This past Friday we went to a show that had three parts to it: a collection of one woman’s paintings, a collection of technical drawings from a few different people, and some wire-and-glass sculptures done by two women. This was a return to some sort of normalcy for me, and I went back to liking some and not liking others. I particularly enjoyed the computer-rendered technical stuff, which wasn’t too surprising.

After that show there was another one downtown that we went to. Most of the shows are named, I just can’t remember what they’ve been named. This one, though, was named “Blink,” and featured a few works of an electronic nature. One piece had participants defending Earth from alien attack by singing karaoke (Kat participated, saved the Earth, and got a patch/badge for her troubles). Another piece was a big balloon that flashed when touched. And the biggest piece was BioHEX41, complete with the two “artists” dressed in DEVO-like outfits surveying people on their eating habits and moods before having those people “interact” with the sculpture and recording the results (the results were a series of flashing lights, and it seemed to be interesting to them that my results included flashing red lights near the “tail”). While this exhibit was in the direction of the freak show, it was more enjoyable – most likely because the participants seemed to be having a bit more fun, and also because it was electronic in nature.

Art is a funny thing. To some, the best art is realistic, recreating humanity at its best and worst. To others, the best art is abstract, recreating… man, I don’t know. I’ll never be a Pollock fan myself, but I sort of understand that other people can be. In the end, I’m learning that art is about extracting some sort of reaction, and thoughtfulness, revulsion, and amusement can, in this case, sometimes be equal.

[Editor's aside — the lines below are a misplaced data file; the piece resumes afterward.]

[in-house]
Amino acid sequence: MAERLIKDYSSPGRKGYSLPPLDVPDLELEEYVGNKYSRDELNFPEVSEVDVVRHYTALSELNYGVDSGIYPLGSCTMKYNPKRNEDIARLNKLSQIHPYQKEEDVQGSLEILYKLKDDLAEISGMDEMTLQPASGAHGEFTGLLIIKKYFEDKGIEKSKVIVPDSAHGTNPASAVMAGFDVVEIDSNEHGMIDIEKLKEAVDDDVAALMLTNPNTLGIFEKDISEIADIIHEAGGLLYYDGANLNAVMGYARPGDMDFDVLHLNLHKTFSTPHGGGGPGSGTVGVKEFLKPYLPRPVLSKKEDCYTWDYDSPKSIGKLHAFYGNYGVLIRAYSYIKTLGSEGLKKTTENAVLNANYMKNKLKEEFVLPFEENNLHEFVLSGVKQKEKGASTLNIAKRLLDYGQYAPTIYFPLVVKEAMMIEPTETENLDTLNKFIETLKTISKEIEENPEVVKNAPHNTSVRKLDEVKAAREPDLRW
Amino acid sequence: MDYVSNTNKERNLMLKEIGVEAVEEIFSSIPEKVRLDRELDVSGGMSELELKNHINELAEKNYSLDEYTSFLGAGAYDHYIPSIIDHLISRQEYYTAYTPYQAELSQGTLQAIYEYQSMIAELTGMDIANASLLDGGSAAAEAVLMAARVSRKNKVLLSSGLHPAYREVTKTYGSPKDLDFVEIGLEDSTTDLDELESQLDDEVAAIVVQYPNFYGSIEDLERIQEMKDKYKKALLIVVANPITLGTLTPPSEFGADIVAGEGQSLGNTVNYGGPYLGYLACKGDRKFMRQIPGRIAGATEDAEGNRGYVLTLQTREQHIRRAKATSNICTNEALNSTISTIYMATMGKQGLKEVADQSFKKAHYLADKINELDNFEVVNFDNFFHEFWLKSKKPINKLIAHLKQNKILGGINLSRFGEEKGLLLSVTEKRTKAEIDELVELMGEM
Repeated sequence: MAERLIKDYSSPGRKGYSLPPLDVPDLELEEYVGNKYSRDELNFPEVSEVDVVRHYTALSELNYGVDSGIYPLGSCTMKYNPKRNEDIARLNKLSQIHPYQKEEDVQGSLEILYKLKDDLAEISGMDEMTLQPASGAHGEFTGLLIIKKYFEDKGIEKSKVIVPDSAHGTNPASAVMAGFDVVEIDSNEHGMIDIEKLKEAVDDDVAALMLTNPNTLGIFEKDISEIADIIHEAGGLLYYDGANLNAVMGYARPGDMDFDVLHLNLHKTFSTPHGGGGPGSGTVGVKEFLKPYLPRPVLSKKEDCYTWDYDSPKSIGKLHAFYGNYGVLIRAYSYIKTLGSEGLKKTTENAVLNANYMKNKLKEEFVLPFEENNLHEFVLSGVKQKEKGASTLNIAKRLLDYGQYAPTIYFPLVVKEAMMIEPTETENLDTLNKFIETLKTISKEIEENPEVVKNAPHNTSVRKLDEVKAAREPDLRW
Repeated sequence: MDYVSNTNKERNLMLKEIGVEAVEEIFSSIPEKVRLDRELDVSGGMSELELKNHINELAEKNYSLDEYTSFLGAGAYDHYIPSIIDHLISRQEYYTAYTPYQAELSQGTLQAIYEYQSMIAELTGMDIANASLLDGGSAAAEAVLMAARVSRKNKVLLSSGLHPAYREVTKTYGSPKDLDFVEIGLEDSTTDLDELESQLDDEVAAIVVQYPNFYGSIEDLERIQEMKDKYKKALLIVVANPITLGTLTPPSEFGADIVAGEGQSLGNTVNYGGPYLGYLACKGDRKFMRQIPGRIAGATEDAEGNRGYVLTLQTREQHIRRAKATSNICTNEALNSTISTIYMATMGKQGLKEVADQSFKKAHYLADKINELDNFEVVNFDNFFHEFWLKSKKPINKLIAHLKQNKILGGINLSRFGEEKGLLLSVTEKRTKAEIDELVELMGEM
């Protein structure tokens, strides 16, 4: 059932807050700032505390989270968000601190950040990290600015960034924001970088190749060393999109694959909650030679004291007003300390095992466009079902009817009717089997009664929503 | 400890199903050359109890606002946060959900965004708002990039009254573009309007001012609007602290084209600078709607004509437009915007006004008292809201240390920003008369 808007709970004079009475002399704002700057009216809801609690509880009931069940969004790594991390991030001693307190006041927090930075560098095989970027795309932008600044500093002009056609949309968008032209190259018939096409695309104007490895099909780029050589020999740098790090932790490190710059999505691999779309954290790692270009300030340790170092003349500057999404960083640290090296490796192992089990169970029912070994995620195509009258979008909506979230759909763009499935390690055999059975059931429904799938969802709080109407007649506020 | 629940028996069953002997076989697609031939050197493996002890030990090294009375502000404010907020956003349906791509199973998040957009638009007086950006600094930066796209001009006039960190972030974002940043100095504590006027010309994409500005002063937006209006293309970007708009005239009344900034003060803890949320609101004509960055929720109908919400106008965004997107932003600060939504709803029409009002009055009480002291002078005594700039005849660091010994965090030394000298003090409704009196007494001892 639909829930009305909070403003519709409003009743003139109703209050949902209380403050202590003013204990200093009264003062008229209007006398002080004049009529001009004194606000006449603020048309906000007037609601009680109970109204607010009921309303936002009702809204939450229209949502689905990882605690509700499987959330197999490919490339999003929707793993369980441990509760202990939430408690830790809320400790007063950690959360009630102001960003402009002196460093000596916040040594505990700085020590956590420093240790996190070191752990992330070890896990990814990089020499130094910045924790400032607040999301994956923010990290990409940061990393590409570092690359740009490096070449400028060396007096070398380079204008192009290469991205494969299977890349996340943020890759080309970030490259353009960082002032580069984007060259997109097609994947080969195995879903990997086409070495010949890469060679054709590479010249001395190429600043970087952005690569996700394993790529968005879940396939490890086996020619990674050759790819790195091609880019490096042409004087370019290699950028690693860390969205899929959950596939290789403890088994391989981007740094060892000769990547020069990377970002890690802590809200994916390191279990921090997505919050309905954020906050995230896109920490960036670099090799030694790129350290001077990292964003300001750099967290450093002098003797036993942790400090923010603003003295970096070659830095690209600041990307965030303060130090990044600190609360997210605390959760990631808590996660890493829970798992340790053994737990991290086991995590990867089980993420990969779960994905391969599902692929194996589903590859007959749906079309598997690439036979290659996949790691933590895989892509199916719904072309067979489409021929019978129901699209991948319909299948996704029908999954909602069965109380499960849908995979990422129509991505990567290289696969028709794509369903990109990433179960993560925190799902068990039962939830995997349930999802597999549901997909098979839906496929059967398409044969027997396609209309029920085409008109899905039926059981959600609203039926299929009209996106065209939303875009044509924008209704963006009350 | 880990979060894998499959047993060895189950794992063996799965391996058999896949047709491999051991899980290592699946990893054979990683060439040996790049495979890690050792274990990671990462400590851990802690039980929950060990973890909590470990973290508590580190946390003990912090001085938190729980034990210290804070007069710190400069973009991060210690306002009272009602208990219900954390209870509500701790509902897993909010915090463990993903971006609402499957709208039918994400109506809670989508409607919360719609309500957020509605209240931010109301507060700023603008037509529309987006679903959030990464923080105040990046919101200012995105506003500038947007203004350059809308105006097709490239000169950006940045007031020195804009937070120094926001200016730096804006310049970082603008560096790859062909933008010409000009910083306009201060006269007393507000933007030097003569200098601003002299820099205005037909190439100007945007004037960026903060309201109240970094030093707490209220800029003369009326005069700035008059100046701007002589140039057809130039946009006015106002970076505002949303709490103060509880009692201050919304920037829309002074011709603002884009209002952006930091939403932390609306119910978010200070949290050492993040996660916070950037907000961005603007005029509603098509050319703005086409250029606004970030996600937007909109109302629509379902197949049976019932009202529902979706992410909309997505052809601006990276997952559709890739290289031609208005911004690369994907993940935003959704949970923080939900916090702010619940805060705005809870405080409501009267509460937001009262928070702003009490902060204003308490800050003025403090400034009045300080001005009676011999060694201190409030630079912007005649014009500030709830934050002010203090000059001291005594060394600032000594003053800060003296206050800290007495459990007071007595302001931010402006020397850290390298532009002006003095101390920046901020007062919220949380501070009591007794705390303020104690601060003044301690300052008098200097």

But I will always believe that there’s a reason some will be “starving artists.” It’s because they should be. Weirdos.

6 Comments on “A Picasso Or A Garfunkel”

  1. the obscure says:

    I have always wanted to do some kind of art show/installation. Have a few ideas. Probably will never happen.

  2. TheBon says:

    I paid $8 to see a showing of Jackson Pollock's work in Venice a few years back only to learn that I can not get behind Pollock at all. Oy. Having many many artist friends [and being something of one myself] I've been to many gallery shows and generally agree with your assessments of them.

  3. Meags says:

    I like modern art to an extent. Abstract art and photography are my favorites, but weirdos tied up in thick rope just sounds like a cry for attention to me!

  4. HorizonPurple says:

    I've been to many many many art shows, from local gallery openings to Brett Whitely at the State Gallery.

    My favourite was Joy Hester. She used pen and ink for her works and on a purely technical scale, they are "wrong". Out of proportion, deformed etc. From an artistic point of view – they are alive.

    The funniest thing I ever saw was a local show where some guy had painted a white canvas with 20 coats of white paint, painted a perfect square in the upper left. The piece itself wasn't so amusing, but the $3000 price tag was HILARIOUS.

  5. A person says:

    ROFLOL — Loved this post, read it to Paul, had great laugh together!

  6. daniel says:

    I spend a couple of months going (literally) around the world with the woman who would become my wife. This was about 12 years ago or so. We saw a lot of museums. A lot of art. I like art. Then we hit Berlin. There was a lot of modern art in Berlin. A lot of it. Sculptures, paintings, murals, etc. I hated all of it. It was then that I came up with "The Berlin Rule" – all modern art is shit. There have been a couple of exceptions, but they only serve to reinforce the rule.